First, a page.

Neil Armstrong and the Ag on the Moon
By Homer Hickam
Special to The Washington Post
More than a few Americans are fed up with Hollywood and want no part of what the industry produces. For a while now, once-unifying entertainment awards shows have become minefields of woke declarations and Trump-bashing, which are perceived by many Americans who voted for the president as insults directed not just at him but also at them.
This has now thrown “First Man,” a major new movie about one of America’s greatest heroes, into the path of some hard cultural head winds. Back in 1969, in the real world, Neil Armstrong and fellow astronaut Buzz Aldrin spent some 10 minutes raising the American flag on the lunar surface. But in the film version the flag scene is nowhere to be found. When the question of why came up last month at the Venice Film Festival, Ryan Gosling, the actor who plays Armstrong in “First Man,” stumbled with his answer, explaining that the landing was a “human achievement” and that Armstrong didn’t view himself as an “American hero.”
The result was outrage, especially from many of the folks who’ve felt insulted by Hollywood’s recent history. Though I count myself among those who think Hollywood should stay out of politics, I think the folks railing against “First Man” are wrong.
The history here is instructive. Although the lunar flag-planting may seem like a given in hindsight, for months before the flight of Apollo 11 there was a debate within the federal government and in the press as to the wisdom of doing it. The argument for the flag was that the voyage was an entirely American effort that was paid for by American taxpayers, who deserved to see their flag planted in the lunar regolith. The argument against was that it could cast the landing in the eyes of the world as a nationalistic exercise, diminishing what was otherwise indisputably a triumph of American values and ideals, not to mention a demonstration of our technical superiority over our great adversary, the Soviet Union.
Ultimately, just a few months before the flight, Congress ordered NASA to put up the flag. The result, a rushed bit of engineering, was a set of spindly tubes holding a government-issued flag valued at around $5 and, since there was no room in
the moon lander, flown clamped to a leg of the vehicle. Armstrong and Aldrin put up the flag and saluted it, then got on to other business.
As it turned out, people across the world didn’t much care. What they saw and celebrated were two fellow human beings walking on the surface of the moon. I watched Apollo 11 on a battered television set at Fort Lewis, Washington, along with other Army officers, most of us just recently returned from Vietnam. The picture was so fuzzy I don’t even recall the flag, only the ghostly images of Armstrong and Aldrin moving about. We fresh Vietnam vets were just relieved that our boys on the moon were alive and well.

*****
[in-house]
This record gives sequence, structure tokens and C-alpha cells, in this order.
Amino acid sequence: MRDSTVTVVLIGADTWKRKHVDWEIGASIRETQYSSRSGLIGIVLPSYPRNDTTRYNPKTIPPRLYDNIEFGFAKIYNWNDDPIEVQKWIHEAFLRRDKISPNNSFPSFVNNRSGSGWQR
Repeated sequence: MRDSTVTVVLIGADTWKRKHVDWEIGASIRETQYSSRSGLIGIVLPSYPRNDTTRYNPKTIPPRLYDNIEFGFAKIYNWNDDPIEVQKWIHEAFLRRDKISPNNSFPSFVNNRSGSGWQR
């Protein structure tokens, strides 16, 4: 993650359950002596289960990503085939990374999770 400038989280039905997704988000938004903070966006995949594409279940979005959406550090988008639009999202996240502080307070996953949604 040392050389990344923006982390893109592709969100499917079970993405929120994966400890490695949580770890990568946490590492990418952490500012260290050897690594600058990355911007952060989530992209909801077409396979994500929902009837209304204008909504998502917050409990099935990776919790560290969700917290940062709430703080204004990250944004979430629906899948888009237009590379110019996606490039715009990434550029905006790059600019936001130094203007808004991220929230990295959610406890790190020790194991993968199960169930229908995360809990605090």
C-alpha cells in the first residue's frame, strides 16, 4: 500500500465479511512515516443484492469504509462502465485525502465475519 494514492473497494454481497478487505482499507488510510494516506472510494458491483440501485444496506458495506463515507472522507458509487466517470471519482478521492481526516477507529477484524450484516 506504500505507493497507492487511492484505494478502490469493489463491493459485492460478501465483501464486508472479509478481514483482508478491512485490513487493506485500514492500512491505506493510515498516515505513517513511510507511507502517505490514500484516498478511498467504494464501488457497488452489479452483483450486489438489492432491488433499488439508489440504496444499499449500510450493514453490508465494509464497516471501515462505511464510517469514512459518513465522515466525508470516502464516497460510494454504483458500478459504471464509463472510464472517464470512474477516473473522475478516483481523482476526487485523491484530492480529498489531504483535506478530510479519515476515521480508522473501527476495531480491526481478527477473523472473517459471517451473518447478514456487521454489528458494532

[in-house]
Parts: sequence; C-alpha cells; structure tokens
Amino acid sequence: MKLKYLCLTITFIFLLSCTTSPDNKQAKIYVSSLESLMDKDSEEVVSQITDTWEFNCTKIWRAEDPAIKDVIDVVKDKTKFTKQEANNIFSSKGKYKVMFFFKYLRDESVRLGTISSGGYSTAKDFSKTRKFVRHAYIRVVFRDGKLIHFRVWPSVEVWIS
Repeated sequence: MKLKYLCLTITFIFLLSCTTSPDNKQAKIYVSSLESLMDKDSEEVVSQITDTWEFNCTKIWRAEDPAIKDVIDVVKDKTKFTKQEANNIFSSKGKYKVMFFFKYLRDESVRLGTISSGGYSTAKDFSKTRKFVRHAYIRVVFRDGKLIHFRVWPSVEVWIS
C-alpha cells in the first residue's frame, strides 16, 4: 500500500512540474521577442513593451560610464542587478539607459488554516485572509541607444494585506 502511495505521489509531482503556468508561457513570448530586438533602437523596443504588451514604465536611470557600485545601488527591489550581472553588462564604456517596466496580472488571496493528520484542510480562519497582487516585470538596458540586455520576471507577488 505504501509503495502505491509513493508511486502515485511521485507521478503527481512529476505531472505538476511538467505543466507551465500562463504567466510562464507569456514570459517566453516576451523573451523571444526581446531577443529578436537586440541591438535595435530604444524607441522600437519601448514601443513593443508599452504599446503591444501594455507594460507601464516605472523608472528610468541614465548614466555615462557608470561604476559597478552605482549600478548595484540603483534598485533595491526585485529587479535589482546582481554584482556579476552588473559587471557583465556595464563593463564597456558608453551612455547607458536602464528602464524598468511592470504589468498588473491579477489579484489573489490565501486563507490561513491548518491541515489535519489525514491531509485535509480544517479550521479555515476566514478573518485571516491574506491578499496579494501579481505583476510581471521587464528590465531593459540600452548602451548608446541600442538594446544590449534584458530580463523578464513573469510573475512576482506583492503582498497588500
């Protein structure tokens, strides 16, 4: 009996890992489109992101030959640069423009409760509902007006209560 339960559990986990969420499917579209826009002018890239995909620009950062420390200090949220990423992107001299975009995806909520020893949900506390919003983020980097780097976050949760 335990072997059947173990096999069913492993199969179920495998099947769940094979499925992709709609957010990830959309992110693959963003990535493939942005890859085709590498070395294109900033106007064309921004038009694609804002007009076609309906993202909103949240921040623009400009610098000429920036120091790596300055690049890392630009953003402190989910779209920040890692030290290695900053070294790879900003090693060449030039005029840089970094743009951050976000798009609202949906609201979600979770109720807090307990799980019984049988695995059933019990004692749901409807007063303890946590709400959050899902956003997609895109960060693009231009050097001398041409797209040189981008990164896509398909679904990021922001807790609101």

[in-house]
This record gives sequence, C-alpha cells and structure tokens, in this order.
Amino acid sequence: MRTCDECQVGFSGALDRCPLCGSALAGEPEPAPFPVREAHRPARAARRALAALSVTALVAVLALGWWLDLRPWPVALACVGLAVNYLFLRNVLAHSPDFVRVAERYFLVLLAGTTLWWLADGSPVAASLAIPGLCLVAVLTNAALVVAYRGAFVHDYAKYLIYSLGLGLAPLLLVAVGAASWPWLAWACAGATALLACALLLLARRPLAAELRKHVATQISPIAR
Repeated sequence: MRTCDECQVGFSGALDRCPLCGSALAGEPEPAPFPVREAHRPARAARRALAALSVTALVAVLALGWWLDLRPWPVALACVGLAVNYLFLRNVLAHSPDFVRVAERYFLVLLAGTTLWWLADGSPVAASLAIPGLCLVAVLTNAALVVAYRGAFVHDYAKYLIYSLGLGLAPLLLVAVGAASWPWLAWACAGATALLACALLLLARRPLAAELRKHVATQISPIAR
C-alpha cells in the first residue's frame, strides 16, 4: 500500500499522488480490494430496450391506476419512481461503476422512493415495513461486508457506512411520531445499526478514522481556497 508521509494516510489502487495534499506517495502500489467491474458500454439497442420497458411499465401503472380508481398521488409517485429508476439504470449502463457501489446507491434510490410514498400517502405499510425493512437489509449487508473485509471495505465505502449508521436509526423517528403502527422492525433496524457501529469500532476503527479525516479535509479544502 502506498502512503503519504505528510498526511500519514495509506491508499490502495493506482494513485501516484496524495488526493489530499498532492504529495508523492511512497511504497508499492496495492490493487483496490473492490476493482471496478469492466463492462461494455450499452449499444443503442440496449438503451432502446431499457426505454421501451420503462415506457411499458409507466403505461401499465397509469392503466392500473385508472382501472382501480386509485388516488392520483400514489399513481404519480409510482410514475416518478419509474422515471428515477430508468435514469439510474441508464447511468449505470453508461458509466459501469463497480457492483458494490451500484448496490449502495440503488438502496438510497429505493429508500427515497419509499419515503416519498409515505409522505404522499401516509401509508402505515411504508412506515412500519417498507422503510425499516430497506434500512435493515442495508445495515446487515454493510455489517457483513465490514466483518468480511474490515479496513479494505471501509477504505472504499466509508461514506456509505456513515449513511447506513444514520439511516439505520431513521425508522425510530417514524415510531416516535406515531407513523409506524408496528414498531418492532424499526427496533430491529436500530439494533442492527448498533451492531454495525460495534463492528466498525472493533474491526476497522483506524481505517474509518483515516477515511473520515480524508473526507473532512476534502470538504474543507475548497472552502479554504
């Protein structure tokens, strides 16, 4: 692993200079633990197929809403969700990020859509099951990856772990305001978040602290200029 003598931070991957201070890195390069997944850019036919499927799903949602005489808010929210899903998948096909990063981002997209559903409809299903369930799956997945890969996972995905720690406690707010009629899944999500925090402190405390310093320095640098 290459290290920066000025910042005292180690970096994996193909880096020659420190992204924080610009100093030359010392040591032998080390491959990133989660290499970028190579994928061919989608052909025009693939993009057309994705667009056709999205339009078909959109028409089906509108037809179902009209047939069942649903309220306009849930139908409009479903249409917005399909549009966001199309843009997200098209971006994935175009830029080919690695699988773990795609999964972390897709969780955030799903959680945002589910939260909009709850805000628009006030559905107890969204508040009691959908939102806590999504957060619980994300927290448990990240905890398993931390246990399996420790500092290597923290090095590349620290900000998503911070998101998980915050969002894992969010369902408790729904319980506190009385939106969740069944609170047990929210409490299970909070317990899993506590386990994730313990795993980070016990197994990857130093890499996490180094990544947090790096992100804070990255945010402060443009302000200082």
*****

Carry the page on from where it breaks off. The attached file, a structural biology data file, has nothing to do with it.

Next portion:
“First Man” the movie is based on an excellent book that has the same title but also the subtitle “The Life of Neil A. Armstrong.” It is not the story of the moon-landing but of the world-famous astronaut himself. Author James Hansen worked hard to reveal a man who comes across in the book as a kind of techno-Atticus Finch -- someone who never says outright what he believes but demonstrates it through his actions.
I suspect this vision of Armstrong affected the filmmakers. No one ever saw Armstrong do a fist-pump; he just didn’t do that kind of thing. Raising the flag on the moon might be perceived as that kind of gesture and therefore jar the flow of a film trying to uncover the inner workings of a man who spent a lifetime keeping his emotions in check. Though I personally would have included the flag-raising -- it was a moment of rare lightheartedness between Armstrong and Aldrin -- I understand from experience the decisions that writers and directors sometimes make to fit their vision of their characters, even ones based on real people.
Because I’m interested in space history, and because I think “First Man” will be a unique and dramatic view of an important American who most of us never got to know very well, I will see this movie. If it’s anything like the book, I fully expect it to move me to even greater appreciation for my country, a nation that saw fit to attach to one of the moon-lander legs not just its national flag but also this honest and humble declaration: “We Came In Peace for All Mankind.”
Homer Hickam is the author of the memoir “Rocket Boys,” which was made into the film “October Sky.”